Friday, June 24, 2011
The metal nerd's collection (Part 3 of 3)
Well, here we are at the final installation of the metal nerd's collection. I hope you've enjoyed this jaunt into the mind of an irredeemable asshole and have narrowed your musical horizons as a result. I know I have on both counts.
1. Skyclad - I almost feel bad about this one because it's not like they're bad, but still, Skyclad is an incredibly nerdy band to like. Perhaps the first folk metal band, Skyclad allows the metal nerd to listen to a folk metal group that not only predates the bulk wave of folk metal but doesn't particularly sound like the rest of it either. Along with this is a huge discography precisely two people have heard the entirety of. A totally arbitrary favorite album can be chosen from the million they've released and it's completely legitimate because no one can contest your claim. This is one of the cases where the metal nerd wouldn't claim to LOVE the band in question, just to "appreciate their influence." Favorite album: inconsequential, but perhaps "A Burnt Offering for the Bone Idol," which is still out of print.
2. Enslaved - This is a perfect band for the metal nerd because there's so many different directions they can take it. Early Enslaved is formative but still unusual black metal, influential without being completely obvious. Mid-era Enslaved is a total mess of different ideas and influences, and any album can be chosen for an appropriate identity to be sculpted around it. Then there's the new material, which verges on hipster due to its very obvious prog rock influence by way of Pink Floyd, but could be a neat reverse gambit for the metal nerd. Enslaved is a totally open field to be a douche about; the only thing missing is the right nerd to fill the niche. Favorite album: debatable, but I'd go with "Isa" simply because I can see a nerd describing it as "a great fusion of Enslaved's propulsive, bouncing songwriting and their intelligent use of prog."
3. Asphyx - Similar to Incantation in that they're a doomy, oldschool death metal band (note: to the nerd, anything slower than Brain Drill "bears traces of doom heritage") with a long history and a wishy-washy comeback. Still, Asphyx are a challenging nerd pick because there's really only one album to hang their hat on, being of course "The Rack." Using this as a mark of musical taste has to go beyond namedrop and into deep pretense when dealing with a well-versed metalhead, so nerds out there should use discretion when attempting to talk up Asphyx: you're in for a lot of work beyond many of the other bands listed in this series. Favorite album: "The Rack," simply because, what, do you think someone's ACTUALLY going to believe that you think "Last One on Earth" is their best? Please.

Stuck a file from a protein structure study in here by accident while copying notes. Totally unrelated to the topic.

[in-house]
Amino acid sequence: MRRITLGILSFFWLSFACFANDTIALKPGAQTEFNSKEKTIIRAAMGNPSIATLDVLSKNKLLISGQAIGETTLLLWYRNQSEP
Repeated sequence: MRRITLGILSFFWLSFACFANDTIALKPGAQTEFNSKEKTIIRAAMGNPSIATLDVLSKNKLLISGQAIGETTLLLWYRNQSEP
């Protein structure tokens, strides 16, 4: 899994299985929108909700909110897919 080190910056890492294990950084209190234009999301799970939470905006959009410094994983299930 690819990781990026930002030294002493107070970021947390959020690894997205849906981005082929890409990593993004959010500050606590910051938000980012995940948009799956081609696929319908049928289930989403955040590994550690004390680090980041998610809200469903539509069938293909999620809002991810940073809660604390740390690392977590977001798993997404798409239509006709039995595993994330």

4. At the Gates - No, not the later material of course: I'm talking about "The Red in the Sky is Ours." A strange sort of polyglot album at the beginning of a band's career that was both influential and a departure from similar artists and doesn't really mark the direction the band would go in later? Sign the nerd right up. At the Gates' first has just enough esoteric elements and just small enough a listening base to be practically designed for nerd-worship, whether they actually like it or not. Favorite album: as mentioned, but be sure to mention a soft spot for "Slaughter of the Soul." It's become an amazing reverse gambit as of late to have an unnecessarily positive opinion of it.
5. Bone Awl - Cheating a bit simply because they're more obscure than the others, but I think they still deserve a place. Bone Awl has a sprawling discography, boring, samey music, and a mock-DIY aesthetic, all of which place this squarely in the nerd's fiefdom. Their intelligent lyrics mixed with the brackish, simplistic instrumentation suggests a non-existent depth that the nerd can pick apart forever if he wants and the punk influence is a great way to feel tougher than he actually is. Favorite album: could be anything, really, but I'd go with "At the Ellipse's Arc" simply so the nerd can talk about the band's "challenging use of third reich symbolism" in the cover art.
And that's a wrap. Music is gay.